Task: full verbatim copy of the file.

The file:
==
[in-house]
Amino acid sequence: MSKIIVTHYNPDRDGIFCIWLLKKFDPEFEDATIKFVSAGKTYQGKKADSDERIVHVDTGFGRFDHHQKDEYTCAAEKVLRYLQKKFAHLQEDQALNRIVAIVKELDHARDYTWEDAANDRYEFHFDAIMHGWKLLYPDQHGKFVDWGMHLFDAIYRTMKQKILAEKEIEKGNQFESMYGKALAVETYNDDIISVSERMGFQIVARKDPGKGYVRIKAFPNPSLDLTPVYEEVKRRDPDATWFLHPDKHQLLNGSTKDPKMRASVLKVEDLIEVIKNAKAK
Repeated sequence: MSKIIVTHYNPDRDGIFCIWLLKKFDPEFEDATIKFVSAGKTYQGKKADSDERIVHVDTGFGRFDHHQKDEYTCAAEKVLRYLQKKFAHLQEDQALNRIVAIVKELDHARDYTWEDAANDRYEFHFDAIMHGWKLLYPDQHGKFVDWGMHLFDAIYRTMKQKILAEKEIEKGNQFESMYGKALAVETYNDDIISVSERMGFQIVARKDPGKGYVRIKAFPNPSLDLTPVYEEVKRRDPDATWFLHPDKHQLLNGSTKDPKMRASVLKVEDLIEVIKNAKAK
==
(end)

[in-house]
Amino acid sequence: MSKIIVTHYNPDRDGIFCIWLLKKFDPEFEDATIKFVSAGKTYQGKKADSDERIVHVDTGFGRFDHHQKDEYTCAAEKVLRYLQKKFAHLQEDQALNRIVAIVKELDHARDYTWEDAANDRYEFHFDAIMHGWKLLYPDQHGKFVDWGMHLFDAIYRTMKQKILAEKEIEKGNQFESMYGKALAVETYNDDIISVSERMGFQIVARKDPGKGYVRIKAFPNPSLDLTPVYEEVKRRDPDATWFLHPDKHQLLNGSTKDPKMRASVLKVEDLIEVIKNAKAK
Repeated sequence: MSKIIVTHYNPDRDGIFCIWLLKKFDPEFEDATIKFVSAGKTYQGKKADSDERIVHVDTGFGRFDHHQKDEYTCAAEKVLRYLQKKFAHLQEDQALNRIVAIVKELDHARDYTWEDAANDRYEFHFDAIMHGWKLLYPDQHGKFVDWGMHLFDAIYRTMKQKILAEKEIEKGNQFESMYGKALAVETYNDDIISVSERMGFQIVARKDPGKGYVRIKAFPNPSLDLTPVYEEVKRRDPDATWFLHPDKHQLLNGSTKDPKMRASVLKVEDLIEVIKNAKAK